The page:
Next came a rectangular platter composed of slices of bright red tuna sashimi, bright yellow uni, and opaque succulent sweet mussels, interwoven with white strands of raw coconut in the shape and texture of freshly made spaghetti. Vibrantly green and white blanched tender bok choy and drizzles of mustard-colored curry sauce were placed across the platter, with a sesame tuile perched in the center, on top of a quenelle of beige-pink shellfish puree. The dish looked like a Jackson Pollack painting, with all of these different colors, flavors, and textures slashed and draped across the plate. Yet each element complemented and highlighted all of the various flavors, unifying the dish into a satisfying and thoroughly modern taste. I had heard that Charlie Trotter had recently gotten into the raw food movement. Instead of the bland flavors I had previously experienced in raw food offerings, Chef Trotter's kitchen skillfully blended the clean elements of raw food with sashimi quality seafood and flawlessly cooked vegetables, utilizing French and Asian techniques. This is what fusion cooking aspires to be.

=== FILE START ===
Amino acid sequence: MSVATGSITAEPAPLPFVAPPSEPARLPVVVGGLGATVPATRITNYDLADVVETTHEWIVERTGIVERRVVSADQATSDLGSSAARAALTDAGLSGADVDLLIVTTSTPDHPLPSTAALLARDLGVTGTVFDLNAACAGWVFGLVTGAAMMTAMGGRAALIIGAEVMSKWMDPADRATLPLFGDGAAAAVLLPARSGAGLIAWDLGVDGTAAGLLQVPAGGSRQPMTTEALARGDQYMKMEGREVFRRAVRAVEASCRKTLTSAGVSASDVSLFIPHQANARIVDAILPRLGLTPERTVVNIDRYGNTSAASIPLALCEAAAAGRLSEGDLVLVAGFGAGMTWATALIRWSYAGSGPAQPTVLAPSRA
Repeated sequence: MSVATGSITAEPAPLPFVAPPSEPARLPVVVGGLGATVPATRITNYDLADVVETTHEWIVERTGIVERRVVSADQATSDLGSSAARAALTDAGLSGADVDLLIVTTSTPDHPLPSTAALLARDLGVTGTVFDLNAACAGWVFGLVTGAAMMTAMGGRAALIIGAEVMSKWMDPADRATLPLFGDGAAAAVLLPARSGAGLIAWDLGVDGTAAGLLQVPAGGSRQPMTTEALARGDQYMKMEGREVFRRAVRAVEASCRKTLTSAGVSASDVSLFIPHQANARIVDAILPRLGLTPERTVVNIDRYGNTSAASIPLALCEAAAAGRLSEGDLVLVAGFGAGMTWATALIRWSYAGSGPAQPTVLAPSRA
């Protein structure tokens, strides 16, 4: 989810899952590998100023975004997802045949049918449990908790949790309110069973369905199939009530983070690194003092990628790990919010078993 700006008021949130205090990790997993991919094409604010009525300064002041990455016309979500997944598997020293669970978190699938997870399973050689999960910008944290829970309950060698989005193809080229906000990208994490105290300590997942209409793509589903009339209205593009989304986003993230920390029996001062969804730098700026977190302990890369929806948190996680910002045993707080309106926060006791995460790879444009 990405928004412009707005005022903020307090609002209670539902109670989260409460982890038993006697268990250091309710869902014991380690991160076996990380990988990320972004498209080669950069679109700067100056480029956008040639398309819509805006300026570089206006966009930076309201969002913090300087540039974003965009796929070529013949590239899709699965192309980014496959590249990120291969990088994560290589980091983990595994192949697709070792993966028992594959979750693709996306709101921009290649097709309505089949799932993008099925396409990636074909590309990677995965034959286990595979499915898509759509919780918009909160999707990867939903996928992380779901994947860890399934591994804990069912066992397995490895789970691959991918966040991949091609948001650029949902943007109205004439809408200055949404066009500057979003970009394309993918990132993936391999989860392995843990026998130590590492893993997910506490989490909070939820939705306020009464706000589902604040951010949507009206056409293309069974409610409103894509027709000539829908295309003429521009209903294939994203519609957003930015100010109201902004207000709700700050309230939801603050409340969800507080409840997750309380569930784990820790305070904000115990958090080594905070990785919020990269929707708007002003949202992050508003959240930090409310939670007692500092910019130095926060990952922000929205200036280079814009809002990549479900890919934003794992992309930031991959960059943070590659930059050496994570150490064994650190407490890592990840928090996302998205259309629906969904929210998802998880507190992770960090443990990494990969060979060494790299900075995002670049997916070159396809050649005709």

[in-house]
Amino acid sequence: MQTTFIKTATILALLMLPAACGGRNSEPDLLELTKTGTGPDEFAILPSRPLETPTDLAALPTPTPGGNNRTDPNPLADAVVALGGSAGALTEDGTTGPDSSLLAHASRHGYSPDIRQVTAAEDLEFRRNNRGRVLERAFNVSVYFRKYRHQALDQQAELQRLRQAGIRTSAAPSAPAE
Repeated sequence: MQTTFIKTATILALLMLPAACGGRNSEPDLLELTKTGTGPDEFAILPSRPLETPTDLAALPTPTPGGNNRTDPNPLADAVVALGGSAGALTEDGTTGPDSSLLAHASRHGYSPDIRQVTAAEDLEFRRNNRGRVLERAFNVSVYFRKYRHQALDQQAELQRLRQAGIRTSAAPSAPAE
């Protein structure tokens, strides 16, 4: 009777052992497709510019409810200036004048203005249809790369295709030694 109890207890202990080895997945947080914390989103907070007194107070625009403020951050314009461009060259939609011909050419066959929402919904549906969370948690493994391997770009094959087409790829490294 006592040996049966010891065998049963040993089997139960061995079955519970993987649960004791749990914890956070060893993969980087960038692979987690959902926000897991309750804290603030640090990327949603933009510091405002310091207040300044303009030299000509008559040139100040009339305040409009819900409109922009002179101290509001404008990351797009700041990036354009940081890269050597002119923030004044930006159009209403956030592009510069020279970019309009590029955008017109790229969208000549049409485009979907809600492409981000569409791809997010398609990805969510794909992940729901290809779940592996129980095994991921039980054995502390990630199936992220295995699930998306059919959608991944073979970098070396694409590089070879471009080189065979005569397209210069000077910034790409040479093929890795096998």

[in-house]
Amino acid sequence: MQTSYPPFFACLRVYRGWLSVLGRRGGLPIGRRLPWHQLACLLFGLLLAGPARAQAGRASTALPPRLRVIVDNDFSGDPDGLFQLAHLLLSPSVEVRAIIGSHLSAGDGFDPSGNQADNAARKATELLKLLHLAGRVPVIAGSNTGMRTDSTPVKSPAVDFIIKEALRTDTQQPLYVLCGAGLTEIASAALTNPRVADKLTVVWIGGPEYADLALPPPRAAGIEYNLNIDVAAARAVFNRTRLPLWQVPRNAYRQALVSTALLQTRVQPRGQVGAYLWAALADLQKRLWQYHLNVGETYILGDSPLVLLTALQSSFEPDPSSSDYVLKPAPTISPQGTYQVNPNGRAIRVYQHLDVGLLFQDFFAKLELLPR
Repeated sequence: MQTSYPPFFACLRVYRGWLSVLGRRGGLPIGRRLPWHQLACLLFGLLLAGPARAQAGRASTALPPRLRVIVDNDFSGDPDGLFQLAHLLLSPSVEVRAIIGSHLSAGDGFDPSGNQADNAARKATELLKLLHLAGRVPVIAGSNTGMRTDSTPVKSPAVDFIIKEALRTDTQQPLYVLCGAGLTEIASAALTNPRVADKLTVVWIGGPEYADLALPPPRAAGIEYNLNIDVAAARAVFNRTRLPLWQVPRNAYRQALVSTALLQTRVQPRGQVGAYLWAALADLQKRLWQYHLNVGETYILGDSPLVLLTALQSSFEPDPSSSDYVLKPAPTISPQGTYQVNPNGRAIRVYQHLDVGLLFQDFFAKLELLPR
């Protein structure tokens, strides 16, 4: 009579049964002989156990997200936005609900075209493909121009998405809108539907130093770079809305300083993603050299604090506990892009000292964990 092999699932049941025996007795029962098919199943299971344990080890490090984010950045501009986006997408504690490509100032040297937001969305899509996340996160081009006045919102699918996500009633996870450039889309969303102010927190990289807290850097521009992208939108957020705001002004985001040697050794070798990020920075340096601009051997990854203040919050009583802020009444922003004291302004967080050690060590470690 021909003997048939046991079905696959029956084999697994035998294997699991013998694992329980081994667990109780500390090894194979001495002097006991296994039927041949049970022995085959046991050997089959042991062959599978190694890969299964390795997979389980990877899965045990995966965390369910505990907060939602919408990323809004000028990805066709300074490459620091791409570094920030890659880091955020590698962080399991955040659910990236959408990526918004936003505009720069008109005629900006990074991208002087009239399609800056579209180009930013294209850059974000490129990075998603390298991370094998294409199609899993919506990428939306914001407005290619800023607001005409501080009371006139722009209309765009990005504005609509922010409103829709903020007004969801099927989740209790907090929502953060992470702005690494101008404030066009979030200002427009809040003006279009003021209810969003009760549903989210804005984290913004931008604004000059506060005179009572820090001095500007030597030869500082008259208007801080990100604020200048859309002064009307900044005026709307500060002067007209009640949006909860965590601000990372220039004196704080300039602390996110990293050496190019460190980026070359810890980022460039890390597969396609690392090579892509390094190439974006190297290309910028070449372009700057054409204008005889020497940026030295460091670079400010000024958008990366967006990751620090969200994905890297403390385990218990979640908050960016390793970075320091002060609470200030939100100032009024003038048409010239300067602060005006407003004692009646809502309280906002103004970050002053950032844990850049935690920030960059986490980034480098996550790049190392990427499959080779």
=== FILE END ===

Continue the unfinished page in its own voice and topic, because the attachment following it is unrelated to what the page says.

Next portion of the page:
The next course still retained the lightness of seafood in the form of cooked hamachi but with added dimensions of richness. By virtue of cooking the fish, the hamachi had become meatier in taste and texture, similar to swordfish, which complemented the crisp yet chewy pieces of shredded pork on top and the sweet potato ravioli and leek puree underneath. The surrounding valencia orange foam tied everything together masterfully. The sommelier's recommendation, the 2000 Domaine Jean Grivot Vosne-Romanee, matched perfectly with this dish, as well as with the remaining savory courses.
Elevating the intensity of flavors, the next dish was rabbit with chewy wheatberries, braised escarole, and pickled dried chanterelle mushrooms, all bathed in thyme consomme. The rabbit was as supple and tender as poached chicken, and having absorbed the thyme consomme, it was resplendent. I had also noticed that on every dish, there were tiny piquant greens perched on top. Upon inquiring as to what they were, I was informed that they were different micro-herbs that Chef Trotter had specially grown for him.
The next course was squab with beets and mushrooms presented three ways. The beets and mushrooms were sliced, pureed (garlic, cumin, and rosemary), and fried like potato chips. The squab was tender and flavorful, and mixing and matching with the different mushrooms and beets was fun as well as tasty.